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Qualitative research and analyses of the economic impacts of cash transfer programmes in sub-Saharan Africa: Ethiopia country case study report








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    Qualitative research and analyses of the economic impacts of cash transfer programmes in Sub-Saharan Africa
    Synthesis Report
    2015
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    This report synthesizes the analysis and findings of a set of six country case studies that explore the impact of cash transfer programmes on household economic decision-making and the local economy in sub-Saharan Africa. The six countries are Ethiopia, Ghana, Kenya, Lesotho, Malawi and Zimbabwe. The research is being carried out under the auspices of the “From Protection to Production” (PtoP) project, a four-year collaboration between the United Nations Children’s Fund (UNICEF), the United King dom Department for International Development (DFID) and the Food and Agriculture Organization of the United Nations (FAO). The PtoP is part of a larger effort, the Transfer Project – jointly implemented by UNICEF, Save the Children and the University of North Carolina – that supports the implementation of cash transfer evaluations in sub-Saharan Africa. The research is intended as a complement to other studies of cash transfer programmes that focus more on social indicators such as health and e ducation outcomes. It therefore covers themes such as the extent to which cash transfers can help households to manage risk, overcome credit constraints, make productive investments and improve their access to markets, as well as their effect in stimulating local economies. It also refers to analysis from other studies, in particular those conducted under the PtoP project, in order to strengthen the integration of data. The six country case studies were carried out by Oxford Policy Management ( OPM), a development consultancy in the United Kingdom, in partnership with local research organizations and researchers. Each study had an individual lead researcher from OPM; the overall project managers for the six-country study were Simon Brook and Valentina Barca of OPM. The technical Team Leader was Jeremy Holland, an OPM Associate. Pamela Pozarny of FAO provided technical oversight and contributed to the field research in all six countries, and to this final synthesis report.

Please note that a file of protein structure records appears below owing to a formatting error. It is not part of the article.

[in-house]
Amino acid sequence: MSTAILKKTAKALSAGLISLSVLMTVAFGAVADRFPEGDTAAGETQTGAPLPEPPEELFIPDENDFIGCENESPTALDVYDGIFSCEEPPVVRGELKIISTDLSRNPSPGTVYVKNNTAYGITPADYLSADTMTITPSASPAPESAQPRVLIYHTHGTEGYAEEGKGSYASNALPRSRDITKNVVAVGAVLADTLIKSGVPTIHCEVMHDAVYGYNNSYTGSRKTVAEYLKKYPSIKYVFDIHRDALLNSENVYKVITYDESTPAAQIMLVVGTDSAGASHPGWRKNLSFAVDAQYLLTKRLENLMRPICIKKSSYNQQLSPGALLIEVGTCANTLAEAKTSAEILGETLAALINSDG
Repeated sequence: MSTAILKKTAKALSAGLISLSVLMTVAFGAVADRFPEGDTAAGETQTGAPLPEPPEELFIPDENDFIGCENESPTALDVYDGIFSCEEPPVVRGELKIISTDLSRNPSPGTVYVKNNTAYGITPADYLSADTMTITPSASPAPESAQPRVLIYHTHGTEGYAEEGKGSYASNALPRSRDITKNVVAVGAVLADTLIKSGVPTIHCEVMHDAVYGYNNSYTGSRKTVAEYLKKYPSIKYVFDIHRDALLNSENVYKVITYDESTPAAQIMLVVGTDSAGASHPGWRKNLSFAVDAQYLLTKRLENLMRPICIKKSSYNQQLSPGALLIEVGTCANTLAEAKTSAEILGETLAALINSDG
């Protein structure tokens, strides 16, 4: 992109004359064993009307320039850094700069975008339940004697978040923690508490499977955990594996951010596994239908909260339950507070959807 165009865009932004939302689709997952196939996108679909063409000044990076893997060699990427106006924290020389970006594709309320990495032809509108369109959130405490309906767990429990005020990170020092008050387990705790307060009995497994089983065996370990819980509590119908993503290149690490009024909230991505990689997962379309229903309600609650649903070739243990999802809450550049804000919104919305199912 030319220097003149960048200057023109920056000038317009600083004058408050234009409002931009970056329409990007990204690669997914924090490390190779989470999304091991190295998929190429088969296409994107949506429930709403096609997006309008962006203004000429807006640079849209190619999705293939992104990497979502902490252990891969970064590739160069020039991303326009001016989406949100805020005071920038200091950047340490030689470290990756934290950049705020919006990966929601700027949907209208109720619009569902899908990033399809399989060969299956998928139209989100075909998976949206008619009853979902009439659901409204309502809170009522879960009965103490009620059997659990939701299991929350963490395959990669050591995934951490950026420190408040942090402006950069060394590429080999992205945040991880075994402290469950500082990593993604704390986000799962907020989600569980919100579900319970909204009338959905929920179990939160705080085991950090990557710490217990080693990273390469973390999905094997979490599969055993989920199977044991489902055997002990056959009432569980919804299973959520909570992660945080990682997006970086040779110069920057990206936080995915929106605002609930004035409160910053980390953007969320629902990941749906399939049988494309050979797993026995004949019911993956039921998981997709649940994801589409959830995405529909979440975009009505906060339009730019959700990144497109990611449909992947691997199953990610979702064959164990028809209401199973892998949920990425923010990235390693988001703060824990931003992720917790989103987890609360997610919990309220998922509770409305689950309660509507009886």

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    The impacts of the Social Cash Transfer Programme on community dynamics in Malawi 2014
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    This brief is based on data collected during qualitative field work in March 2014 and forms part of an overall impact evaluation implemented by the University of North Carolina, UNICEF, the Center for Social Research and the Food and Agriculture Organization of the United Nations (FAO). The qualitative research is part of a comparative six-country study that explores the impact of cash transfer programmes on household economic decision-making, the local economy and social networks in sub-Saharan Africa as part of the From Protection to Production (PtoP) project. Districts sampled for this study included Salima in the central region, and Phalombe in the south. The study was carried out through focus groups and key informant interviews using participatory methods. A range of selected tools was employed, including social mapping, livelihood analysis, institutional analysis (Venn diagrams) and household income and expenditure analysis.
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    Qualitative research and analyses of the economic impacts of cash transfer programmes in sub-Saharan Africa
    Zimbabwe country case study report
    2013
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    This report presents analysis and findings from a qualitative research case study conducted in October 2012 in Zimbabwe, the third of a sixcountry study of the economic impact of cash transfer programmes in sub-Saharan Africa. The Harmonised Social Cash Transfer (HSCT) was introduced in 2011 by the Ministry of Labour and Social Services (MoLSS) to “strengthen purchasing power of 55 000 ultra-poor households who are labour constrained through cash transfer”. During phase 1 of the programme (from 2011 to 2012) 10 districts were targeted for HSCT coverage. In total, 236 458 households were surveyed and 18 637 households were identified as labour constrained and food poor. The research focuses on this stage.

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